A Pet Peeve of Mine, or Why Parents are a Big Fat Bunch of Hypocrites

Oct 15, 2012

As you already know, I'm an introvert. Which means, I avoid face-to-fact confrontations and conflicts. But which doesn't mean that I don't have an opinion.

I just need a safe place to give voice to that opinion. I know! How about this blog? No eye contact required.

Excuse me while I ascend my soapbox for a moment.

I participate in a little once-a-week music class with my boys. It's super fun. Each mom has a turn to plan and carry it out. We sing old favorites. We learn new tunes. We dance around the room and play instruments.

And we talk.

Picture this: the moms are seated in a circle with their kids. The mom in charge is at the front of the room demonstrating the actions to a new song. But no one can hear her because of all the moms who are yakking it up. They are pretending to participate (they're sitting on the floor, after all), but really, they're catching up on the latest gossip and sharing their most recent parenting woes.

This bothers me on so many different levels:

First, and most basic, I can't hear what the instructor is saying. Nor can my children. But now I know that Baby Johnny is teething.

Second, it is rude to the mom in charge. It is hard enough to corral a rowdy bunch of two- and three-year-olds without having to calm the mothers down as well. It puts her in an awkward position: should she ask the moms to quiet down? But they're her friends. Plus, she might be doing the same kind of talking next week.

Third, I've noticed that the louder the moms are, the more the kids feel at liberty to disengage themselves. They are off climbing the chairs or hiding behind the chalkboard. The moms create a din, and it makes it difficult for everyone else to focus.

Fourth, we expect our kids to be still and quiet when we take them to adult events (church or wedding receptions or funerals), but we think we don't have to be still and quiet at their activities. We are setting a very poor example, and they are paying attention to it.

I'm not just ranting against other people. I'm ranting against myself, too. I know I've been guilty of talking during activities like these. The fact is, I like to talk; I like to catch up; I like to have a sympathetic ear.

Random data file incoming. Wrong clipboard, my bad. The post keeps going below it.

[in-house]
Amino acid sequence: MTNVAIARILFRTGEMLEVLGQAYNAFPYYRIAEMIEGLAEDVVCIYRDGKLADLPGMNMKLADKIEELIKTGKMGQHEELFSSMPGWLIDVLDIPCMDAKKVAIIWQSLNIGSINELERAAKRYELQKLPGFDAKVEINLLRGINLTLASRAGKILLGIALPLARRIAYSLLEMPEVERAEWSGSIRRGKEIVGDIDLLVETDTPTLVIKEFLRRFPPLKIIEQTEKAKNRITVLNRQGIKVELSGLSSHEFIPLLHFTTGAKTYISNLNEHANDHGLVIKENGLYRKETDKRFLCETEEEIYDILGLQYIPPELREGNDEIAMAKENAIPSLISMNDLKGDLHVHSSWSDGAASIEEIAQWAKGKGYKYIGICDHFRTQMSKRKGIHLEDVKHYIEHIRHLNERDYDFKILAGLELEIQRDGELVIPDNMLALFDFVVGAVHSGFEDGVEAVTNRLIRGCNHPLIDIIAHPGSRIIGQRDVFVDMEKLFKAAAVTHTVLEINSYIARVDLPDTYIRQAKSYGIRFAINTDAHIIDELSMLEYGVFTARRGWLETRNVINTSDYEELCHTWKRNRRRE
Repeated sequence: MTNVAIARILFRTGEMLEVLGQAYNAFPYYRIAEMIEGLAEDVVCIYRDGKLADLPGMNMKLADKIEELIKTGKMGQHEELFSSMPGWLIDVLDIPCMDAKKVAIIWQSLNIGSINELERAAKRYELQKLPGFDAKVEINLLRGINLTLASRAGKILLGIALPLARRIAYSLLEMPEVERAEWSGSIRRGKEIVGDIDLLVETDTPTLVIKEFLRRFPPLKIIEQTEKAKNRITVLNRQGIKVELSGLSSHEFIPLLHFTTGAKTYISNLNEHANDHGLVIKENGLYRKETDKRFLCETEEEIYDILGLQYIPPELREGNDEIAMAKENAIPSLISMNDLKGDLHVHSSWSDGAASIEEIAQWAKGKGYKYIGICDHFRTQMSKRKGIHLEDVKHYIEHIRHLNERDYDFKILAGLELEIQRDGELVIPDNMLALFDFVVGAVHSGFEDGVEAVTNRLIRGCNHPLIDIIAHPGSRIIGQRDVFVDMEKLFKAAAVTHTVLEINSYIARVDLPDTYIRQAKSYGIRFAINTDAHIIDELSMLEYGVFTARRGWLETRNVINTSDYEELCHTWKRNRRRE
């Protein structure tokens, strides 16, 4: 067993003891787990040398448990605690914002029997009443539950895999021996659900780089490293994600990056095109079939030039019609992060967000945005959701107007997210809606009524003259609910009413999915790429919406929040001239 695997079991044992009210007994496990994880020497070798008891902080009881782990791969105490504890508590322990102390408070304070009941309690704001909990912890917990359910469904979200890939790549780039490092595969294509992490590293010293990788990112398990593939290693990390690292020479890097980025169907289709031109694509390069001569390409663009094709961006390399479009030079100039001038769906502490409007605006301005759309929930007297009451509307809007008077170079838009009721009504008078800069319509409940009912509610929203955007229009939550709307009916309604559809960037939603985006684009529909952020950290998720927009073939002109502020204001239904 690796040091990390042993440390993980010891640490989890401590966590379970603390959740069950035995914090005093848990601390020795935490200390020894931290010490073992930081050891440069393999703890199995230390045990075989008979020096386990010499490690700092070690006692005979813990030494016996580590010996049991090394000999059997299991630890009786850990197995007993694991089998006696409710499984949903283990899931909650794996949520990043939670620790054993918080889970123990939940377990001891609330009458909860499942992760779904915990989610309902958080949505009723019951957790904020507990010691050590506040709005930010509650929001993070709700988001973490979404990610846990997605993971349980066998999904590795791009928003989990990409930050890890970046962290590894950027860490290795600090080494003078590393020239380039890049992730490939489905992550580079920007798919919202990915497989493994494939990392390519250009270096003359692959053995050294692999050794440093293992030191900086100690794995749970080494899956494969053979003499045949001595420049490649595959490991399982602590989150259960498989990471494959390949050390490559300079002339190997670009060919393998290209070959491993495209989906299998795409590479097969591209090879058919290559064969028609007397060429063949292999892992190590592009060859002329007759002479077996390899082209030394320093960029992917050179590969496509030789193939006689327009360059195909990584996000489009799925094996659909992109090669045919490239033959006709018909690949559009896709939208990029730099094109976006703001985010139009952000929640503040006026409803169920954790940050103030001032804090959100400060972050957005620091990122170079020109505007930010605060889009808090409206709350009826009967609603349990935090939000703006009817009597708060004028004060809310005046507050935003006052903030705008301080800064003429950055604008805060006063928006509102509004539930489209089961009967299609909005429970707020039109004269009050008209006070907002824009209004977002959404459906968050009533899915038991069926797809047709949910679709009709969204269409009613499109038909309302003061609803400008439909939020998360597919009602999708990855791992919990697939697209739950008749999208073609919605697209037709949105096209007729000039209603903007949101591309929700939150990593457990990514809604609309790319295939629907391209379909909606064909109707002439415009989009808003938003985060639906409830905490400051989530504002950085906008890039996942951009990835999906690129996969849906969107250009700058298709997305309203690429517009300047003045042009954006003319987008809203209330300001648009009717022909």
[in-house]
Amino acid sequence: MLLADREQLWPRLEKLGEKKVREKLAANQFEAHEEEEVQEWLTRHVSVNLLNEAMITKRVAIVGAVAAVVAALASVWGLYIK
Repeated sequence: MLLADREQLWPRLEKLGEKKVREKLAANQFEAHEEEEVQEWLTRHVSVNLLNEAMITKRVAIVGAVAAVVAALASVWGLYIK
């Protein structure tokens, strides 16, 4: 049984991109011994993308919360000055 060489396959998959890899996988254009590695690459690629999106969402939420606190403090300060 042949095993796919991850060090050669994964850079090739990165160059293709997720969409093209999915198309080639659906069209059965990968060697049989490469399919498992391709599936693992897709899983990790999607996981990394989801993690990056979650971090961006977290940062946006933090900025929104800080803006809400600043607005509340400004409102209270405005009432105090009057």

But lately, I've been making a conscious effort to zip my lips when it's someone else's turn to talk. I can do my talking before or after but not during. I want my boys to listen and be respectful. I'm raising the bar for them, and I'm going to hold myself to it as well.

If you think this doesn't apply to you, the next time you're with your kids at storytime at the library (because it happens there, too), pay attention to what you're doing. It is so easy to fall into the talking trap. And while you might not realize your mouth is moving, everyone else around you does.

Descending soapbox. Thank you for listening.


  1. That's a great point about asking our kids to be quiet at events but then not being polite ourselves. I also think you are completely right about kids are more focused when the parents are focused. I admit that I'm a talker (though I don't go to any fun little classes like this), but I will have to zip my lips next time I'm in a similar situation! : )

  2. What a fun group! Maybe next year when the girls are both in school all day I'll see if anyone wants to start something like that. About the chattiness, I completely agree!!! I think I've been a little guilty of taking this feeling too far at our library time since I rarely talk to anyone there. Still, I can think of times I haven't been so polite. I'm glad I can remember them all because I remember knowing that it was rude and feeling uncomfortable about it. Good point about the example we are setting for our kids, though, I hadn't thought of that.


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